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Illumos sporks OpenSolaris

Spooning Oracle for now, but ready to fork

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If you were hoping that someone would fork the OpenSolaris operating system, you are going to have to settle for a spork. You know, half spoon and half fork. That, in essence, is what the Illumos, an alternative open source project to continue development on the core bits of OpenSolaris, is all about.

The disgruntled OpenSolaris community has been ignored by Oracle since it acquired Sun Microsystems back in January, and the project's governing board has threatened to commit ritual suicide by the end of August to try to get Oracle participating in the open source Solaris development effort.

Illumos Logo

Development on OpenSolaris has all but stopped, and the project has really stopped being a community at all. So Garrett D'Amore, a former Sun and Oracle software engineer who worked on Solaris for many years, decided to do something about it.

D'Amore has been senior director of engineering at Nexenta Systems since May; he left Oracle, where he was a Solaris kernel and device driver architect, a few months after Oracle took control of Sun. Nexenta is one of a handful of companies that are backing alternative distributions of OpenSolaris, and therefore it has a vested interest in keeping OpenSolaris moving forward.

D'Amore gets his paychecks from Nexenta, so he wants OpenSolaris to continue to evolve as well. But the project is dead in the water and the community needs a new place to hang out and tweak code for inclusion in a code base.

That, in a nutshell, is what Illumos is all about - for now. D'Amore is adamant that Illumos is not a fork of OpenSolaris and it is definitely not an attempt to create an alternative distribution separate from OpenSolaris. This not an honest-to-goodness forking of the OpenSolaris code base. At least not yet.

What Illumos is doing is taking the core OpenSolaris kernel and foundation, which is called OS/Net or ON inside of the former Sun, and creating a repository and development community around that. ON includes the kernel, C libraries, shell and shell utilities, file systems, and networking functions of OpenSolaris.

"We are not a distribution in a normal sense," says D'Amore. "It is more of a code base." And one that Nexenta, Belenix, and SchilliX, who do create alternative distros for OpenSolaris, can in theory base their future releases upon if they don't like what is - or isn't - coming out of OpenSolaris.

The OpenSolaris community doesn't like the idea of the code being in control of a non-participating steward. "One big goal of the Illumos project is that is it not a slave to any corporate interest, be it Oracle or Nexenta or anyone else." D'Amore has invited Oracle to participate in Illumos, but like the OpenSolaris community, has not heard anything from the software giant.

Aside from the radio silence from Oracle concerning OpenSolaris, outside code contributors are not seeing their code approved by Oracle for inclusion in the OpenSolaris repositories, and binary releases that are missing in action, OpenSolaris has other issues that Illumos will deal with.

The biggest problem is that an important minority of the code distributed with OpenSolaris is closed source, something that has annoyed the OpenSolaris community for five years. Sun didn't allocate resources to fix this and neither has Oracle.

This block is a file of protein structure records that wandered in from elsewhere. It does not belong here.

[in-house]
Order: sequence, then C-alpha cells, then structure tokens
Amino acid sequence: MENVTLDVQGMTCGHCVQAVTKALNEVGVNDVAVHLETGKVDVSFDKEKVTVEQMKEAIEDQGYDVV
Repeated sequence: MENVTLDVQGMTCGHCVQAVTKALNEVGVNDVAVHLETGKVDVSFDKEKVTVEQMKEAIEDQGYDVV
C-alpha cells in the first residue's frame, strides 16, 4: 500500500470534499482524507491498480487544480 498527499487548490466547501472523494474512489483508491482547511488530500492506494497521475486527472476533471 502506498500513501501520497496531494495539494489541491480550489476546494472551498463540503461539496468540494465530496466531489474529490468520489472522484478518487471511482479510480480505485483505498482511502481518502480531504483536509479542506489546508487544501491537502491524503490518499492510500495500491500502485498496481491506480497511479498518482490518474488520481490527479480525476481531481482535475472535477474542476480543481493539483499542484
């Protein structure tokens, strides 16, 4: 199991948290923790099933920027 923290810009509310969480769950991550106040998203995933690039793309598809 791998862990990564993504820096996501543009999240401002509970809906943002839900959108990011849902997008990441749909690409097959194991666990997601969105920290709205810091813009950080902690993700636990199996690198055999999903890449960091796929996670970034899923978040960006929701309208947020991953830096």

D'Amore says that a significant percentage of the libc C library (libc_i18n to be precise) is closed, as is the NFS lock manager, portions of the kernel's cryptographic framework and functions, and a bunch of important drives. D'Amore says that the situation is analogous to Apple's "Darwin" open source variant of its Mac OS operating system, which was missing just enough stuff to make it not truly an open source operating system.

So Illumos wants to fix that, and D'Amore put his money time where his mouth is and spent the past couple of weeks coding the missing C library parts, which can now be slipstreamed into OpenSolaris where the closed source bits are now in the real release. Over time, D'Amore wants to solicit help and have the Illumos community spend the time and brainpower to get all of the code in the ON stack open source.

While not technically forking OpenSolaris, the Illumos project is most definitely going to continue development on the ON core code in OpenSolaris, submitting all of its code changes back to OpenSolaris for Oracle's inside Solaris techies to review and approve. (D'Amore says that outside contributors have not seen any OpenSolaris code tweaks approved by Oracle in months.) This cooperation with Oracle is the spooning part.

But D'Amore concedes that Oracle's interests with OpenSolaris will be necessarily different from those of the OpenSolaris community and the new Illumos, and this could lead to a formal break with OpenSolaris and Oracle. Sun's goal with OpenSolaris was to have as many free hands as possible coding as many drivers as possible and certifying OpenSolaris and then Solaris on as much machinery as possible.

This is a carbon copy of the approach the Linux community used to get Linux on the widest distribution of machines that the IT market has ever seen. (And probably will ever see.)

The smart choice: opportunity from uncertainty

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